Stop Multitasking.  Not many people can juggle multiple tasks as once, and chances are you can’t either.  Instead focus on just one at a time.  Close your door (if you have one), hunker down, and focus on doing one thing at a time.  Concentrated effort is going to be more efficient than working on multiple things at once.  However, this rule doesn’t apply to making better use of your time such as listening to a learning a new language CD when commuting, reading while eating lunch, etc.

Challenge Yourself.  I do this all the time.  Finish that report by 10:00, or get that project handled by lunch.  It’s just a mental game, but adding your own deadline to it helps with your focus and drive and you get more accomplished every day.

Learn to Say No.  Sometimes you can’t take on an extra project or job.  Sometimes you can add a caveat, “Sure, I can do it…but I won’t be able to start until Tuesday.”  Part of being an effective time manager is understanding your time is valuable and what it means to add another item to your day.  Guarding that schedule can allow your other tasks to get accomplished.  However, sometimes you do have to say yes.  This comes at the cost of delegating other things, or pushing them off to another day or time.  There is a domino effect to saying yes, so make sure you are planning accordingly.

Stay Organized.  Have a schedule, to-do list, or some sort of organized way that determines what you need to accomplish.  This doesn’t have to be too complicated, either.  Although there are many apps or software titles devoted to this practice, just jotting things down with a used envelope will work too.  For physical items in the real world, know what’s a gigantic time waster?  Looking for stuff.  Stay organized and keep everything in its place in a clean, ready to work fashion.

Keep Track of Time.  Wear a watch, have a big clock on the wall or keep your clock on your phone handy.  You have a gut instinct on how long things should take, so checking a clock regularly will help you keep on track.  Tons of people use an egg-timer on their desks also for this reason.  They set the timer for ten or fifteen minutes and try to work undistracted for that length of time.  When it goes off, they can do something else briefly…then they set the timer back and start again.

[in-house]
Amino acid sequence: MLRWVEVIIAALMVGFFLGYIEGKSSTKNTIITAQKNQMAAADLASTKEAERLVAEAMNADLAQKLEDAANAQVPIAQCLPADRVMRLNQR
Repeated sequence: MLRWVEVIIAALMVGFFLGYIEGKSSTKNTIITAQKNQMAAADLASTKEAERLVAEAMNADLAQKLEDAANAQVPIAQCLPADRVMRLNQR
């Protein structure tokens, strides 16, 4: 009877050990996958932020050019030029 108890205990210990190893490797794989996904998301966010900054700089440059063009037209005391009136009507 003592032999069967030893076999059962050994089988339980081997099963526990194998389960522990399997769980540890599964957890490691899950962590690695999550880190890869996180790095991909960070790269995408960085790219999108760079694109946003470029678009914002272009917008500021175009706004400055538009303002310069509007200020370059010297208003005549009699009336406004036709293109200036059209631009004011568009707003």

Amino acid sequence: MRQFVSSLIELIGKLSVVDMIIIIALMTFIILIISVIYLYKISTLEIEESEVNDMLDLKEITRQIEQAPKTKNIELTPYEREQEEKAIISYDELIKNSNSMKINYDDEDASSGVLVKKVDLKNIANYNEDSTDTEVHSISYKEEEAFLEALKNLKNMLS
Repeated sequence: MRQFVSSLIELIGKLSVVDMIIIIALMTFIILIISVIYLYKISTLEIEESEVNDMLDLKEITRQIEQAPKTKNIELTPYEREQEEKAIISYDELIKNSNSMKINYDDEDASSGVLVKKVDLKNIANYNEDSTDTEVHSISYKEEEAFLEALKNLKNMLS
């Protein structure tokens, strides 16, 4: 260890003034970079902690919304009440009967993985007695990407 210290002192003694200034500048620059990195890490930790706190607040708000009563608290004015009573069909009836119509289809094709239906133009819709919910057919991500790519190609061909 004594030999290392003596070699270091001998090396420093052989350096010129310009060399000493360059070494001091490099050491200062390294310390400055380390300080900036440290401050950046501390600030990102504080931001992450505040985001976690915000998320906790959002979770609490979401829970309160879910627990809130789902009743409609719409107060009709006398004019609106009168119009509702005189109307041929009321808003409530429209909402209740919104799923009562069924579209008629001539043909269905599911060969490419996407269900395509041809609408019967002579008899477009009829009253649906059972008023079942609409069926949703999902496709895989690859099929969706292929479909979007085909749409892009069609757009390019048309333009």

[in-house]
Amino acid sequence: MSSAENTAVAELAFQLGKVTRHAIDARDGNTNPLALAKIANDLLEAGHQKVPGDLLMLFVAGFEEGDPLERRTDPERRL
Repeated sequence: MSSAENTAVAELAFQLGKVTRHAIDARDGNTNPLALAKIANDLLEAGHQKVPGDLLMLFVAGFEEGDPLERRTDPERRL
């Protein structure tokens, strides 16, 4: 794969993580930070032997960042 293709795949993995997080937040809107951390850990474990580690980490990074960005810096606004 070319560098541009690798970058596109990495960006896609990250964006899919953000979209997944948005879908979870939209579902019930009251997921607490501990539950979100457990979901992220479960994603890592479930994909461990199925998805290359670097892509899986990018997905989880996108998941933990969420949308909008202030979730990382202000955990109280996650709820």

Great Communication.  Make sure before you start something that you fully understand and comprehend what’s on your plate.  This starts with great communication.  Clear expectations and the training and knowledge to use that information are the key to efficient work.  Anytime someone has to stop and ask a question means the instructions weren’t written correctly.  It’s great that they are asking questions, but it is a problem that they have to in the first place.  Learn to get it all one the page first, and how to action what’s there with training.  Time effectiveness is best spent working, not asking someone “What’s this mean?”.

Take Care of Yourself.  Eat right, exercise, get plenty of rest.  You know why they say that right?  Because it’s true.  If you want to maximize your day and be as efficient as possible, being physically and mentally on top of your game is important.  Slogging through your day because you have a hangover, or repeating a task multiple times because you can’t focus as you were up all night doesn’t do you any good.  Make good choices.

What would you add?  Leave your tips or comments and share your ideas!  If you are having problems with your time management skills, drop me a note at matkinson4804@gmail.com and let me help you sort it out.